If you become disabled before you hit full retirement age (you can't get it after), here is what would happen.
Let's say you took early at 62. At 63 you became disabled. You filed and won that claim. All the months after the first 5 of disability, would be payable as full reitirement, but reduced by ONLY the amount of months you took early that were NOT disabled (as retroactivlely found). So, for the 12 months of taken early retirement from 62-63, plus the 5 months after 63 that you were first disabled, you'd have and keep your early reitrement benefit and not eligigible for the difference between that and your full retiremenet. However, from 63 and 6 months, those would be disabled months of entitlement. THe reduction you took due to taking at 62 would be adjusted because it was no longer true that you took 4 years early, but only 1 year and 5 months of early retirement, the rest being NOT. So instead of being hit for 48 months of reduction, you'd see 17 months worth, which is quite a bit less.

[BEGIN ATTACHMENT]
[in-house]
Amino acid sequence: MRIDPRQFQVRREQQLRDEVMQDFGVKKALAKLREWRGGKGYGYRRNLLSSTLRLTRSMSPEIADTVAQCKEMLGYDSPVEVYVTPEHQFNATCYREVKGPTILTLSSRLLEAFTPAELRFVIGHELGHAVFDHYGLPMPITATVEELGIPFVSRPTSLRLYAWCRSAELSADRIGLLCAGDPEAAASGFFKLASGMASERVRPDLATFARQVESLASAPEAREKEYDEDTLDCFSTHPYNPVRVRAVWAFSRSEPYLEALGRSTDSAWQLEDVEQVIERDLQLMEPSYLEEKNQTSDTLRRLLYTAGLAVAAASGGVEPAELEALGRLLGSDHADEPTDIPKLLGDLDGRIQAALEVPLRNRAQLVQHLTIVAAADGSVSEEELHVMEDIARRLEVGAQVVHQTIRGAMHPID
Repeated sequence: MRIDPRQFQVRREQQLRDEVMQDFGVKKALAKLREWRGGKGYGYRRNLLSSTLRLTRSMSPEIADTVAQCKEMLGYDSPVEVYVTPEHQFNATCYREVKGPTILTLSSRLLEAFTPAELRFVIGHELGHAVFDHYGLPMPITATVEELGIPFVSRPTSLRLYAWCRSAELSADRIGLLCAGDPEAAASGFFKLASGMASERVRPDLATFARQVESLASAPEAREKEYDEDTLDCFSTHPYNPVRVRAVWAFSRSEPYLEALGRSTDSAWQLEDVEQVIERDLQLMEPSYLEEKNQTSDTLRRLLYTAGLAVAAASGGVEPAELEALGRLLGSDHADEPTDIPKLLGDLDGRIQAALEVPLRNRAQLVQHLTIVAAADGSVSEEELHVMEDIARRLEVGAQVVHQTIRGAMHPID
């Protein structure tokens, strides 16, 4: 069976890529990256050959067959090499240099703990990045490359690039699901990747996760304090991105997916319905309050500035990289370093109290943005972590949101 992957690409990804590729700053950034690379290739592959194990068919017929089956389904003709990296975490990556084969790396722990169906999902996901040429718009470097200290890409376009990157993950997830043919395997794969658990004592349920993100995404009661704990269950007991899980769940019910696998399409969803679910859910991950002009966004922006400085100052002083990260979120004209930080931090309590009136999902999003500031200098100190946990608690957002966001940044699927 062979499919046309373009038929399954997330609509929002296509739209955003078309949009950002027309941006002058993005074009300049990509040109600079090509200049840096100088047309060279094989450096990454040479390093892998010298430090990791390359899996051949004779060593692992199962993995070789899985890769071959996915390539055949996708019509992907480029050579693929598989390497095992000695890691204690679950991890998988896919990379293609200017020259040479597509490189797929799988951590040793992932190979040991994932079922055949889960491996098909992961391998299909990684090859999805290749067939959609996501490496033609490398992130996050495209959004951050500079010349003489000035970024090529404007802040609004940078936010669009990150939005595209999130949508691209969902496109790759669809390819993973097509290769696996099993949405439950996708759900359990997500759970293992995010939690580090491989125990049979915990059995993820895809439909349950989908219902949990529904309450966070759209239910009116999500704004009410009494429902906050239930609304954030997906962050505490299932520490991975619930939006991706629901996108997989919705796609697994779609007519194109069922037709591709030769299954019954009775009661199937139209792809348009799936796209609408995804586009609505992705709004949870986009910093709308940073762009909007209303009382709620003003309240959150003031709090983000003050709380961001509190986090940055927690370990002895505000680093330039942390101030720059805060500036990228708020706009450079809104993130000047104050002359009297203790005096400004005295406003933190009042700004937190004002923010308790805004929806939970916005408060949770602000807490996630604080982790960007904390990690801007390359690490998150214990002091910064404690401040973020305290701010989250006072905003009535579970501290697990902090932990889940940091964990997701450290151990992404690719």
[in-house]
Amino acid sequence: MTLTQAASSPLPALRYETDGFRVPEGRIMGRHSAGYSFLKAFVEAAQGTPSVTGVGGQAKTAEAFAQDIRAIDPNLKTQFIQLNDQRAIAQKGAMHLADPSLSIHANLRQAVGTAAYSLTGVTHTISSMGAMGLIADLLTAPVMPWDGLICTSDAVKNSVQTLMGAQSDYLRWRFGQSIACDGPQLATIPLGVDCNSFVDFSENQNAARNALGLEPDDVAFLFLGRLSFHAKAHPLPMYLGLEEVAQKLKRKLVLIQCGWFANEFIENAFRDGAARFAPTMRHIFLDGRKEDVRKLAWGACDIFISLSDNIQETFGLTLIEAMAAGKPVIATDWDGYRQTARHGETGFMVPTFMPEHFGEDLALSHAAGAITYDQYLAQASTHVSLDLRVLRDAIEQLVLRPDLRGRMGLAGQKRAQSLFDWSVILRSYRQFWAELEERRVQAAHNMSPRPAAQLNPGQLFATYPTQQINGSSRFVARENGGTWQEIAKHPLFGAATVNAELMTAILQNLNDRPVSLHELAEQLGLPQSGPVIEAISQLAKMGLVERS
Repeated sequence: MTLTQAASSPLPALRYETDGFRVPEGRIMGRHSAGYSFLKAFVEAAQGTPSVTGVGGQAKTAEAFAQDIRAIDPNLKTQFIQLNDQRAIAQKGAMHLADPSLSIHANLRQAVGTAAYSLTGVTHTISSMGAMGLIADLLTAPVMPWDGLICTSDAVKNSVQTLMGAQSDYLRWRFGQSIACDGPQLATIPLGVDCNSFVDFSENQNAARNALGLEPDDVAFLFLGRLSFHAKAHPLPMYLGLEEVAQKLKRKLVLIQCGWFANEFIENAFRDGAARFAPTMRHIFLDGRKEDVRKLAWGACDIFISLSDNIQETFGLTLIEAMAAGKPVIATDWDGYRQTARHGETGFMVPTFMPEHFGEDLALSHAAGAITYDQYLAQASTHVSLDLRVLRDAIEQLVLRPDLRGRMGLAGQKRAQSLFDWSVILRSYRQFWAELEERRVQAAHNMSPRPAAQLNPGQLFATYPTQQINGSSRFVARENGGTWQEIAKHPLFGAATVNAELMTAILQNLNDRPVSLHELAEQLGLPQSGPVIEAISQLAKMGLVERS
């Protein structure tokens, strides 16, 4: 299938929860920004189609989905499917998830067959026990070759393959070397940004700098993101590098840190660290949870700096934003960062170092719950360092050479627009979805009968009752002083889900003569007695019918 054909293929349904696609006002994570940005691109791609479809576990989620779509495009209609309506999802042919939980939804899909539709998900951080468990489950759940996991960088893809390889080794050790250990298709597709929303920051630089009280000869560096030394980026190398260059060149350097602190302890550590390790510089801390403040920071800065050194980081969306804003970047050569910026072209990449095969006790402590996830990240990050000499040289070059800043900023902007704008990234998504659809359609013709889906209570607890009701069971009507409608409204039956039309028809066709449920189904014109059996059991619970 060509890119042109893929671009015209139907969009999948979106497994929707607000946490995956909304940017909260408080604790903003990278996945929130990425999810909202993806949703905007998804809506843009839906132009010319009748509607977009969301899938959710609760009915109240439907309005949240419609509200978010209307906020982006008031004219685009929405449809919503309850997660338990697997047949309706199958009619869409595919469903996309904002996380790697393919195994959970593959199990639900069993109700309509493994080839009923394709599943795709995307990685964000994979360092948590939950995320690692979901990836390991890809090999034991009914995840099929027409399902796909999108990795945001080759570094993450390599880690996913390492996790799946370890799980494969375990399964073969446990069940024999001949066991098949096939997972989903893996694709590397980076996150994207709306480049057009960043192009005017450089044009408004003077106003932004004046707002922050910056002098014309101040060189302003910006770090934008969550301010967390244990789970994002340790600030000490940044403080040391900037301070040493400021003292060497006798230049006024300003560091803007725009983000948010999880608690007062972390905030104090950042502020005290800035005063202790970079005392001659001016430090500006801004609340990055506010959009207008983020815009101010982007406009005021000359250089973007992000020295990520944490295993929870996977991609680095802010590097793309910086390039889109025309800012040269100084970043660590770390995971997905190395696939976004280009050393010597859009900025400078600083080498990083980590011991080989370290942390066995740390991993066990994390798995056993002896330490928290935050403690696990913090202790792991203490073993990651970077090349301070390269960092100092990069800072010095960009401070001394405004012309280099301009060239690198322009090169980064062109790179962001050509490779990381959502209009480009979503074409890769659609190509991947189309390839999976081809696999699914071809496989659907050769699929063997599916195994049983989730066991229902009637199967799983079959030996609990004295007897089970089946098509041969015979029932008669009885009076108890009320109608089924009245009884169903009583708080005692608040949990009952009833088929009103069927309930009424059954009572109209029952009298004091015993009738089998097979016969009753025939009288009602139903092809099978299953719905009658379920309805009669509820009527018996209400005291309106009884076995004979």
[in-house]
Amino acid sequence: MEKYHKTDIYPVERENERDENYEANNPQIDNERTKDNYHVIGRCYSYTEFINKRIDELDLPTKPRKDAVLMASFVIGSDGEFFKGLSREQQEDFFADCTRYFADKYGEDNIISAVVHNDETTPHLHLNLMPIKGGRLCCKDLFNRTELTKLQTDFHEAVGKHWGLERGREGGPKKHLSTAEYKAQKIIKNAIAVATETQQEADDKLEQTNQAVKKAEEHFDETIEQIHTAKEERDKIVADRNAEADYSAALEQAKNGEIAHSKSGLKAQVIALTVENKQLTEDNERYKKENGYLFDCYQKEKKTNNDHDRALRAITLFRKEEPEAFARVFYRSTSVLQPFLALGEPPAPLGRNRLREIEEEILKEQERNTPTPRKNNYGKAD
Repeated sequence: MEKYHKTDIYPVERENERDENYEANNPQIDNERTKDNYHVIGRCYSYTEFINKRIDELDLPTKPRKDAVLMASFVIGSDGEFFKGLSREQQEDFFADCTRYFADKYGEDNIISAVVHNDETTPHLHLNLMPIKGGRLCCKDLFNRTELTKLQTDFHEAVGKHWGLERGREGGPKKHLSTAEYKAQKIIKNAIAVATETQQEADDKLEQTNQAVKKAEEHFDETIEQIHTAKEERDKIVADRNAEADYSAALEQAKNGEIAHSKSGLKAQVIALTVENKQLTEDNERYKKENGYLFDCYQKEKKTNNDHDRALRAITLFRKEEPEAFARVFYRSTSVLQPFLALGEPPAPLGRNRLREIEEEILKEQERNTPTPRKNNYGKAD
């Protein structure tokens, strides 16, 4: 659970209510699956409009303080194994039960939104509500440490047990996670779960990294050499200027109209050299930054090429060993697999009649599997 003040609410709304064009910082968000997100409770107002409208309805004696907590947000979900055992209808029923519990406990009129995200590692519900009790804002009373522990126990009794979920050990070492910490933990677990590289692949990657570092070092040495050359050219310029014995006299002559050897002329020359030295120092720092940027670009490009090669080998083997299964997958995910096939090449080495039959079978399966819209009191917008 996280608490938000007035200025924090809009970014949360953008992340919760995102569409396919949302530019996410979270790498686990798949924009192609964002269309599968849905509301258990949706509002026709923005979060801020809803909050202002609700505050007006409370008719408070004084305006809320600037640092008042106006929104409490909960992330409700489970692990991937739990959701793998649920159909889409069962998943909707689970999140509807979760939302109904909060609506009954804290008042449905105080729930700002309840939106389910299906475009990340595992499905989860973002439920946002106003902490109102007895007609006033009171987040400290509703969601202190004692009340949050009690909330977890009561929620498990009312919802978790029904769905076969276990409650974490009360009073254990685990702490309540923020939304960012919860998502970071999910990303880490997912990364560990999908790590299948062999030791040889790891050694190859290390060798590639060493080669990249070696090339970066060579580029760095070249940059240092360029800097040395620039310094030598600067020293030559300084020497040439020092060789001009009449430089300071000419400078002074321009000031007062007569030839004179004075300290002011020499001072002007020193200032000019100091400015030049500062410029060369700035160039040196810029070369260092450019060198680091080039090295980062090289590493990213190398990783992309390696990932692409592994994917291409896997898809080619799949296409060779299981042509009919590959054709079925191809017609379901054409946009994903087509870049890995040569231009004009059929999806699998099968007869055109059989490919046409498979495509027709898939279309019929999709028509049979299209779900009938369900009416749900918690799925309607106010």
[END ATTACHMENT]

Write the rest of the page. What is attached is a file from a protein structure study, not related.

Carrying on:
Keep in mind too that working each year now, may increase your benefit anyway - they look at the top 35 years, so if this new work you do bumps another older year off, inserting itself as now one of your top 35 years, that would increase your benefit too - at least incrementally.
But the most obvious way to increase benefit is to not take early. Live off of work earnings and wait til 70 to retire. That gives you an 80% increase over if you took at 62. And a 32% increase over if you started at 66.